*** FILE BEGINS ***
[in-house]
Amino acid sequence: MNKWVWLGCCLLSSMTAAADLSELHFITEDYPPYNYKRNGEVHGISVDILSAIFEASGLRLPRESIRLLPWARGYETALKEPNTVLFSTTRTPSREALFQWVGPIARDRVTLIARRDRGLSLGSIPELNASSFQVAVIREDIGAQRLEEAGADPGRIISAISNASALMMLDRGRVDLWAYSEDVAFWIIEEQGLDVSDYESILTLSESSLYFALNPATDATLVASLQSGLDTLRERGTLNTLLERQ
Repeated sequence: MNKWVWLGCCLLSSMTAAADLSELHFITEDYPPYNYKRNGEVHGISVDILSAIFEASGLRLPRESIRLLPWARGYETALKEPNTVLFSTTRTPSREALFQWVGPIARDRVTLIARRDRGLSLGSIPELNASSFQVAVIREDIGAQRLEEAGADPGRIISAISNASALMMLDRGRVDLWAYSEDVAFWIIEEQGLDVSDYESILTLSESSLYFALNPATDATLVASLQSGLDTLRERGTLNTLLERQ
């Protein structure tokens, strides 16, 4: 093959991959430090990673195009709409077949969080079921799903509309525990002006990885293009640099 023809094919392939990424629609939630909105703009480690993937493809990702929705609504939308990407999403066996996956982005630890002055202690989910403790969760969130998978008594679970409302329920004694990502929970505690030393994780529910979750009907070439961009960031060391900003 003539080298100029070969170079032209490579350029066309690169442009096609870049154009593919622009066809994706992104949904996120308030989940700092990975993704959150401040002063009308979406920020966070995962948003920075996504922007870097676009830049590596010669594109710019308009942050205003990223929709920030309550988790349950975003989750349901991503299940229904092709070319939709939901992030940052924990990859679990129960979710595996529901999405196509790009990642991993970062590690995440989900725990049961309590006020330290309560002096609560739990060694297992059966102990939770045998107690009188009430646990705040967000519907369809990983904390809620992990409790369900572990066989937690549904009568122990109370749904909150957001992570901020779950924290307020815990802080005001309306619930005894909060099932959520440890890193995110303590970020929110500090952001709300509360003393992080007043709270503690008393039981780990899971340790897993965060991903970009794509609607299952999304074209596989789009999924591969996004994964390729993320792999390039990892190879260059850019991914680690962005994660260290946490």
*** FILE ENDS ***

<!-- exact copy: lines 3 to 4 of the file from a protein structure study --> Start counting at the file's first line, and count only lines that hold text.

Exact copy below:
Repeated sequence: MNKWVWLGCCLLSSMTAAADLSELHFITEDYPPYNYKRNGEVHGISVDILSAIFEASGLRLPRESIRLLPWARGYETALKEPNTVLFSTTRTPSREALFQWVGPIARDRVTLIARRDRGLSLGSIPELNASSFQVAVIREDIGAQRLEEAGADPGRIISAISNASALMMLDRGRVDLWAYSEDVAFWIIEEQGLDVSDYESILTLSESSLYFALNPATDATLVASLQSGLDTLRERGTLNTLLERQ
């Protein structure tokens, strides 16, 4: 093959991959430090990673195009709409077949969080079921799903509309525990002006990885293009640099 023809094919392939990424629609939630909105703009480690993937493809990702929705609504939308990407999403066996996956982005630890002055202690989910403790969760969130998978008594679970409302329920004694990502929970505690030393994780529910979750009907070439961009960031060391900003 003539080298100029070969170079032209490579350029066309690169442009096609870049154009593919622009066809994706992104949904996120308030989940700092990975993704959150401040002063009308979406920020966070995962948003920075996504922007870097676009830049590596010669594109710019308009942050205003990223929709920030309550988790349950975003989750349901991503299940229904092709070319939709939901992030940052924990990859679990129960979710595996529901999405196509790009990642991993970062590690995440989900725990049961309590006020330290309560002096609560739990060694297992059966102990939770045998107690009188009430646990705040967000519907369809990983904390809620992990409790369900572990066989937690549904009568122990109370749904909150957001992570901020779950924290307020815990802080005001309306619930005894909060099932959520440890890193995110303590970020929110500090952001709300509360003393992080007043709270503690008393039981780990899971340790897993965060991903970009794509609607299952999304074209596989789009999924591969996004994964390729993320792999390039990892190879260059850019991914680690962005994660260290946490």